The Maricopa County Community College District has launched a broad examination of its sports programs to determine whether athletics officials compromised the academic integrity of classes taken by many players.
Scottsdale Community College’s top academic official last week ordered major reforms to ensure that classes on sports coaching actually meet and operate as legitimate classes. The action follows a Tribune report that detailed a system that allowed student athletes to take classes that were nothing more than team meetings or didn’t meet at all.
For years, an SCC athletic director has overseen both the teams and the physical education classes that a majority of players take.
“SCC is working to lessen the blur of these two roles,” said Dean Hermanson, the college’s interim vice president for academic affairs, in a memo to SCC’s top executives.
At campuses throughout the nation’s largest junior col lege system, team coaches en roll their players in classes on athletic coaching that are often just team meetings.
A Tribune investigation published earlier this month detailed how the classes count as much toward a student’s grade point average as an English or math course. Almost everyone gets an A.
Mesa, Scottsdale, Glendale and South Mountain community colleges have coaching classes that boost grades for athletes on almost all their teams.
Team coaches taught the majority of the 64 coaching classes that college athletes took during the 2004-05 and 2005-06 school years, district data show. Those coaches have a vested interest in keeping their players academically eligible.
After the Tribune presented the district its findings in May, MCCCD Chancellor Rufus Glasper assigned two of his vice chancellors to head an inquiry into the coaching classes.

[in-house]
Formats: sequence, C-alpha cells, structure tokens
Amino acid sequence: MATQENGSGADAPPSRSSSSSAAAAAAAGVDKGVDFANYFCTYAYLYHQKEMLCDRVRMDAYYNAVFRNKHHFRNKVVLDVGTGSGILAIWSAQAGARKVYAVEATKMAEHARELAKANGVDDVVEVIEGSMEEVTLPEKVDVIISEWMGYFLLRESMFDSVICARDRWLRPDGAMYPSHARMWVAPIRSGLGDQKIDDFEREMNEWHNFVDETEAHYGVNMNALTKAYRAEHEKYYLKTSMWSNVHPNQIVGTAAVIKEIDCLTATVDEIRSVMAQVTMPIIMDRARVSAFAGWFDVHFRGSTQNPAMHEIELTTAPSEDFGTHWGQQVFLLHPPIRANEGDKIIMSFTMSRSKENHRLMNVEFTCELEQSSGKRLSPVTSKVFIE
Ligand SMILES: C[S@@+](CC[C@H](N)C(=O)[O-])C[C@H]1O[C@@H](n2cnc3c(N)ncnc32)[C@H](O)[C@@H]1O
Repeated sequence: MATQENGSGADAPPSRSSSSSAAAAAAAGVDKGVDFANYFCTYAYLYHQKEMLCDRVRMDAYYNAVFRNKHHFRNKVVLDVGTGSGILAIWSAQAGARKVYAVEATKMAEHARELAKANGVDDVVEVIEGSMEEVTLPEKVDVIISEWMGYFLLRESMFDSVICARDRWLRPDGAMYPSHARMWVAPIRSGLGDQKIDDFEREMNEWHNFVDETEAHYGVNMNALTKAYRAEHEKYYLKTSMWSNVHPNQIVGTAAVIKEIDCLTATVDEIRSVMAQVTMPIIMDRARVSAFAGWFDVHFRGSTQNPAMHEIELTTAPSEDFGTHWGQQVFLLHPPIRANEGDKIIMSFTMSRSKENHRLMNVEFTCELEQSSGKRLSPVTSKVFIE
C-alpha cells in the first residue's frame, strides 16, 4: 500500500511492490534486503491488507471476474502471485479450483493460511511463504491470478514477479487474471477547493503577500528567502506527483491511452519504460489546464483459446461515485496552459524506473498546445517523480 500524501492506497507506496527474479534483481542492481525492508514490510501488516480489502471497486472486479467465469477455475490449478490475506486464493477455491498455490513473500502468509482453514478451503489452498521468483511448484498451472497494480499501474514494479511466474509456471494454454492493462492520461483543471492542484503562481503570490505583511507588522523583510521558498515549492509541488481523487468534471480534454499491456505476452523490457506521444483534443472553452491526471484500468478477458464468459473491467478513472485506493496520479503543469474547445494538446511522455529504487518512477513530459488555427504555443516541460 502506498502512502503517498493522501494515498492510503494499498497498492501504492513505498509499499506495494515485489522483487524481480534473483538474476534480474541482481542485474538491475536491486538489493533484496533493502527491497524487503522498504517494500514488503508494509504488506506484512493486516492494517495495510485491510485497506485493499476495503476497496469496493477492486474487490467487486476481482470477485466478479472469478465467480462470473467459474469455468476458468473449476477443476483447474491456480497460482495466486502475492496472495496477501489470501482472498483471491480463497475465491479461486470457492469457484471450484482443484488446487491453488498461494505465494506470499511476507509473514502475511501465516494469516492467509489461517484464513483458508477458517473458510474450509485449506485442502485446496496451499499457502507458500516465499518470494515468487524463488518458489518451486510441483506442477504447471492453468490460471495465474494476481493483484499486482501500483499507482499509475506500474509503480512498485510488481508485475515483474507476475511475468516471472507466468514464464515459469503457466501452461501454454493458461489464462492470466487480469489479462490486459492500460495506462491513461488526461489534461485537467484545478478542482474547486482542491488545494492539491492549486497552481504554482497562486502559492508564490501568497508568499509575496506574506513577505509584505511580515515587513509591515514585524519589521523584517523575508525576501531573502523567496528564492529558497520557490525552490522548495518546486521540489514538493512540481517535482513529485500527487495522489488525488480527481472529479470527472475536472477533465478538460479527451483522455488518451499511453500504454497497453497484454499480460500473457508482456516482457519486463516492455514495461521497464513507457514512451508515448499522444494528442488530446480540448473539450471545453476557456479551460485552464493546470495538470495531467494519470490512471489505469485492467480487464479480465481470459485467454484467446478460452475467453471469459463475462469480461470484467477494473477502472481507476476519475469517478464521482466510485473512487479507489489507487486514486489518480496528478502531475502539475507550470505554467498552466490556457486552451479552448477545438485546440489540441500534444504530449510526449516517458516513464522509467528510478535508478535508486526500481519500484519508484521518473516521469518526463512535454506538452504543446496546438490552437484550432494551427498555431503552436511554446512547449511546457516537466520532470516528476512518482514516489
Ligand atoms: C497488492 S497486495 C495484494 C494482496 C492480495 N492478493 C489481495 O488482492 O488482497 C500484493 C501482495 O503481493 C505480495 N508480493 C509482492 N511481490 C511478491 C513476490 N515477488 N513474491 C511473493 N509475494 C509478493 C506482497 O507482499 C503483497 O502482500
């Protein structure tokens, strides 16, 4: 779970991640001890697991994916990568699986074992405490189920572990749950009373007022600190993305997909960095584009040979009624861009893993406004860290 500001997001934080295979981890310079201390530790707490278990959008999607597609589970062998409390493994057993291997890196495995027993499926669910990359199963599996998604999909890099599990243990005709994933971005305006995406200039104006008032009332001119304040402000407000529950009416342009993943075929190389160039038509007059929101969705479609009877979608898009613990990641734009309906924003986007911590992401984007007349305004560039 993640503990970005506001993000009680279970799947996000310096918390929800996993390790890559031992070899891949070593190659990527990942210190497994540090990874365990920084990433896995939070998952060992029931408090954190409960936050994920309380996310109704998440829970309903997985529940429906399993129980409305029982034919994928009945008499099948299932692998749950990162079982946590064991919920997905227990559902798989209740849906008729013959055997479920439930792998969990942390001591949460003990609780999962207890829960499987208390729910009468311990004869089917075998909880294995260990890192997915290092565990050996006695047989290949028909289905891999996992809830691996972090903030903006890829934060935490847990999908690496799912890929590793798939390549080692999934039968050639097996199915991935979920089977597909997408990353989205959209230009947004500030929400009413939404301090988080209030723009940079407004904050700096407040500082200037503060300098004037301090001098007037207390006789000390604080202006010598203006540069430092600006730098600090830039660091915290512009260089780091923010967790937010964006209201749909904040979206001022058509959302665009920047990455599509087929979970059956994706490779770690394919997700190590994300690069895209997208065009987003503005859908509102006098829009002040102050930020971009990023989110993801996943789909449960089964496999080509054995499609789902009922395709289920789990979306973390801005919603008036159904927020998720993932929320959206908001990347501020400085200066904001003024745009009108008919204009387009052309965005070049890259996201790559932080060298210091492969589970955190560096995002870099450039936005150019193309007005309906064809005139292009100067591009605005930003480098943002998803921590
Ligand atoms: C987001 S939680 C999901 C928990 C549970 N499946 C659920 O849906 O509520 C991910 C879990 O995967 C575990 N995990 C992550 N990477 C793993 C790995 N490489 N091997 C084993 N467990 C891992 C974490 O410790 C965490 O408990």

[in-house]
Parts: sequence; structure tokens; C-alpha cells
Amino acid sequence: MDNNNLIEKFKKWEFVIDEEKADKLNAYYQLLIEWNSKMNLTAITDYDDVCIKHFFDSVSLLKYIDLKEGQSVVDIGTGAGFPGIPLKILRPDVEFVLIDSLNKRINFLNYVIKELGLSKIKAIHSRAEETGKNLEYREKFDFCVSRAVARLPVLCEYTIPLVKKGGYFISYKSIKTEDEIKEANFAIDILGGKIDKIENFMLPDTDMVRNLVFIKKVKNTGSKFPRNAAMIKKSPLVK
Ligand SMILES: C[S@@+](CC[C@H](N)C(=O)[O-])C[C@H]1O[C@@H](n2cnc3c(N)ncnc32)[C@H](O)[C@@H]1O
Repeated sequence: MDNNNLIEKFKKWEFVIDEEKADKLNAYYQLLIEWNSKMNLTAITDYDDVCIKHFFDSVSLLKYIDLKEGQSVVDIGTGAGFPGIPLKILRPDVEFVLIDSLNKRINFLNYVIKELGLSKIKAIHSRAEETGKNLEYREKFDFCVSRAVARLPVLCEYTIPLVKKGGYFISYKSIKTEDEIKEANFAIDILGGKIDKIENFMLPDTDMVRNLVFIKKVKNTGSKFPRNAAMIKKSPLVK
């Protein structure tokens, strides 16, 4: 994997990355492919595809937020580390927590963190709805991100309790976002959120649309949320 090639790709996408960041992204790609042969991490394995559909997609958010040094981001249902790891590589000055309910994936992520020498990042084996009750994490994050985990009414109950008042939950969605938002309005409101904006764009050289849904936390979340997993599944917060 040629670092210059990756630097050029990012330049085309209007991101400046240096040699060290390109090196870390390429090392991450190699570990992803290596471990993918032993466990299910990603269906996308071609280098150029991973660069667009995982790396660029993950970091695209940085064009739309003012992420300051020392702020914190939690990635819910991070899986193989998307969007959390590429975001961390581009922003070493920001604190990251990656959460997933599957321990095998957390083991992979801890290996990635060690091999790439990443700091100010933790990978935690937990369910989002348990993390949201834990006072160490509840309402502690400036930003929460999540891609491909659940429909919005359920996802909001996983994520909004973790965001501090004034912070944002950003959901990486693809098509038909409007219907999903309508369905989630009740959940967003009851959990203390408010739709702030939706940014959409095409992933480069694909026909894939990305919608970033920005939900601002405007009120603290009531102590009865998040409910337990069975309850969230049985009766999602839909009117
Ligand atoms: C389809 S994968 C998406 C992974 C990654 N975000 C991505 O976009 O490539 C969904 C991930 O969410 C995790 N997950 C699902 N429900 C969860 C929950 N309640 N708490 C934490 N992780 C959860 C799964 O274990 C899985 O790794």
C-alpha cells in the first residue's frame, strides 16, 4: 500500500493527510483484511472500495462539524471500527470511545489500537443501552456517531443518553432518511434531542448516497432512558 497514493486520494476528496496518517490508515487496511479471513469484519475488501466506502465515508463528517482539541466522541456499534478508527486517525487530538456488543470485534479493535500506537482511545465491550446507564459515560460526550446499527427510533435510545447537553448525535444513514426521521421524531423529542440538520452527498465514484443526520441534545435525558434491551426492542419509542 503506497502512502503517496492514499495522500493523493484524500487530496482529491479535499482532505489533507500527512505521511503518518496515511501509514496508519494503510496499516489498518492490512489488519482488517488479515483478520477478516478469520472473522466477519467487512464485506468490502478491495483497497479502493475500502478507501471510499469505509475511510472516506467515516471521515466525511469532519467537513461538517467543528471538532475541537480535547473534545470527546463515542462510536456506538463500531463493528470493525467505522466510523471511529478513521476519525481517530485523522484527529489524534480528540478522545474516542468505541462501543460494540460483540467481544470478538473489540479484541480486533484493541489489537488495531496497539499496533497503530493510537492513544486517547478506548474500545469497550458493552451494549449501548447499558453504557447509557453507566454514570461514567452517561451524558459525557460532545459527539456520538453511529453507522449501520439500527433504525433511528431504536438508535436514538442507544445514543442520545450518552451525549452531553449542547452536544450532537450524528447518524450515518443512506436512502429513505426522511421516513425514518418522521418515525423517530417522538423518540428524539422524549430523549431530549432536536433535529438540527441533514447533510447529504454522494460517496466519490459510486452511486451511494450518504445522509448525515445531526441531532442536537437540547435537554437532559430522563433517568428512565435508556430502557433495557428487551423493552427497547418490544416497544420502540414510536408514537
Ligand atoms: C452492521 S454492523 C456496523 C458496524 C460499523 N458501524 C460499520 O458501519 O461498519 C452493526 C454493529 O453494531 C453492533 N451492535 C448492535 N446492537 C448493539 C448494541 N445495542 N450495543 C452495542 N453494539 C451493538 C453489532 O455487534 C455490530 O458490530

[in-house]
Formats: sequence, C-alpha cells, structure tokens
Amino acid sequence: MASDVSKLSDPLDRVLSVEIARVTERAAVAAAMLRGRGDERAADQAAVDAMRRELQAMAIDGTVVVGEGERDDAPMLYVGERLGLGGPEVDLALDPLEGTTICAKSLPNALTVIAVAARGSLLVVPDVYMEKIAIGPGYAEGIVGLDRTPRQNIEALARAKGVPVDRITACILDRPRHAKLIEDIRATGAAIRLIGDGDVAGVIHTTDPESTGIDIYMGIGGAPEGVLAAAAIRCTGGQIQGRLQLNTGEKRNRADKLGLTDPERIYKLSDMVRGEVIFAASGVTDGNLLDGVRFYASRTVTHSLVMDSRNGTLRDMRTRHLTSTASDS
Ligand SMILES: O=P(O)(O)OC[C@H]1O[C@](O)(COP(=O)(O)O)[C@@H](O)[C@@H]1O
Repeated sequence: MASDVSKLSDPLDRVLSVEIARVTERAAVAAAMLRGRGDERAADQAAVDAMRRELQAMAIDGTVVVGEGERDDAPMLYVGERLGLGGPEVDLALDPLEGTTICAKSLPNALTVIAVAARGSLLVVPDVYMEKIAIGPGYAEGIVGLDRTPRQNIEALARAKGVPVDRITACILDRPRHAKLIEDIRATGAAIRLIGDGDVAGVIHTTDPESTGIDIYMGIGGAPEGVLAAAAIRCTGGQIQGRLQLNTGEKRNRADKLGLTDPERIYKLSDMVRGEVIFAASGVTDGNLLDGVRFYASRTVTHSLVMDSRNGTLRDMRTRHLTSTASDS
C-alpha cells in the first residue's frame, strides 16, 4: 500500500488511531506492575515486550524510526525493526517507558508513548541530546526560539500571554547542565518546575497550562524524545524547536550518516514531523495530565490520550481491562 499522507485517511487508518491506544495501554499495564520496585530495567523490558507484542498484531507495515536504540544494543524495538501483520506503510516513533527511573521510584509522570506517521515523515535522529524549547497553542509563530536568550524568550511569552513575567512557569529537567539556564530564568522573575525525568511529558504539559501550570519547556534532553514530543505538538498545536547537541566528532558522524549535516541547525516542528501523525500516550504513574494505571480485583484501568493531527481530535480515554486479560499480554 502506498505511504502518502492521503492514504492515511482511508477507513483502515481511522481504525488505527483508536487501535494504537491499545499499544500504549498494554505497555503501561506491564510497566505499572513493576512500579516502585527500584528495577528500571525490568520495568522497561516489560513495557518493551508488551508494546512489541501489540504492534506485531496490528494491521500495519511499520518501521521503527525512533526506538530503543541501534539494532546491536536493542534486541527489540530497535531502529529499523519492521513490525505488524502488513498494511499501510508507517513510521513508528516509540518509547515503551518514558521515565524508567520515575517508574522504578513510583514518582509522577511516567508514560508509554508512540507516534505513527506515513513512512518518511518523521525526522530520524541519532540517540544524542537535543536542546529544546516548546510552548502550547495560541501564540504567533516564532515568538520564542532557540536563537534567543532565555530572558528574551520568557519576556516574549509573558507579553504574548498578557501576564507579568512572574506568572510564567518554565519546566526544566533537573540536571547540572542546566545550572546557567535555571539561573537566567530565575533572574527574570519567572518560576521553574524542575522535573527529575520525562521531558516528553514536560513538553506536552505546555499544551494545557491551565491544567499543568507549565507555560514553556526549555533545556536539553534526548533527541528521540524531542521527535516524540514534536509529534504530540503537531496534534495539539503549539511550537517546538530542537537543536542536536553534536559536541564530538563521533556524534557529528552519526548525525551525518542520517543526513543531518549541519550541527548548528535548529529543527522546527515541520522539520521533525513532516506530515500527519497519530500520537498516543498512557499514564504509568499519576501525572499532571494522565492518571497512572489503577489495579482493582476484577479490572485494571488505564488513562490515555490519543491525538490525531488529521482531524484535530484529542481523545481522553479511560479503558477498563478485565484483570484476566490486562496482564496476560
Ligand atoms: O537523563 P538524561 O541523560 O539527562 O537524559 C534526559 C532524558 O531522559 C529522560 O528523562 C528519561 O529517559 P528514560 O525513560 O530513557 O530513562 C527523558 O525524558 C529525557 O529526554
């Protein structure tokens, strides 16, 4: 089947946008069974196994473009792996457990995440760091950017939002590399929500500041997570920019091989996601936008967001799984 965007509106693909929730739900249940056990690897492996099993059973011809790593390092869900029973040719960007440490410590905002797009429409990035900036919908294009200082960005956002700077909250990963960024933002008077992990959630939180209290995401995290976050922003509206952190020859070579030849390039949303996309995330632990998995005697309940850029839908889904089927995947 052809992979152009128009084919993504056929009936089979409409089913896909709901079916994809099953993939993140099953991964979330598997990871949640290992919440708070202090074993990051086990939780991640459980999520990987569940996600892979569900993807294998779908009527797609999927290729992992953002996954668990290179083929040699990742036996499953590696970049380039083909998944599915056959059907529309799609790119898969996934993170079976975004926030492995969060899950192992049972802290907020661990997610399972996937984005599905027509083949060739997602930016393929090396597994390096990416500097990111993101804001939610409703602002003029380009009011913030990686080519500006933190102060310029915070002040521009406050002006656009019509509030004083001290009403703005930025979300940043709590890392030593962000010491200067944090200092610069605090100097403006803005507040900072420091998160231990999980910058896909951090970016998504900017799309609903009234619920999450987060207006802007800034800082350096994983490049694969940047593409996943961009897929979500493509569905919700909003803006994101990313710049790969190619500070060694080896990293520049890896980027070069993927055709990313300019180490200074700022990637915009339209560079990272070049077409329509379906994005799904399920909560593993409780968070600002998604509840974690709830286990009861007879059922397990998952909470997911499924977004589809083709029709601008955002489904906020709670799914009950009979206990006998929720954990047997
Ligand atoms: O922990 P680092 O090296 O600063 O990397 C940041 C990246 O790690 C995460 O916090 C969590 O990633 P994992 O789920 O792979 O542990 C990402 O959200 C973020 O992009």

Glasper said in a written statement that he has directed the system’s 10 college presidents “to immediately review any questionable activity.”
“We cannot wait for a task force or panel to do the work we should be doing ourselves at each college and in every district division,” he said.
Glasper set the end of the fall semester as a deadline for the district to have instituted systemwide reforms.
At SCC, changes already exist on paper.
Hermanson’s memo says that next semester, athletic directors must keep a log of when they schedule team practices and games to verify that they have not created conflicts with coaching classes.
This spring, 21 of the baseball teams’ games were scheduled for the same time as coaching classes taught by the hitting and pitching coaches. District records show football coaching classes often overlap with the team’s spring practices.
Additionally, the physical education department director is required to make unannounced visits to the classes.
Maricopa’s other colleges might soon follow SCC’s lead.
“I have told all the presidents and vice chancellors that I expect similar actions to
be taken immediately,” Glasper said.
The National Junior College Athletic Association, which governs sports at most two-year schools, does not have a single regulation concerning academic integrity. Regardless, the association will take action if evidence of wrongdoing surfaces, said Wayne Baker, NJCAA’s executive director.
“Certainly an activity that may not follow the academic guidelines established within the college curriculum would be of concern to the NJCAA,” Baker wrote in an e-mail Wednesday in response to questions posed by the Tribune.
He said the association does not intend to take action until MCCCD completes its internal review of the coaching classes.
Arizona’s three public universities accept the coaching classes when students transfer from the Maricopa college system.
On Wednesday, Arizona State University began a preliminary review of the classes to see if ASU needs to take any action, said Maggie Tolan, a vice provost.
A state board, made up of officials from all the public universities and junior colleges, decides what classes transfer from one school to another.
Northern Arizona University does not have the authority to reject a junior college class that the state has approved, said Ron Pitt, an associate provost. “That’s probably a fault in the system.”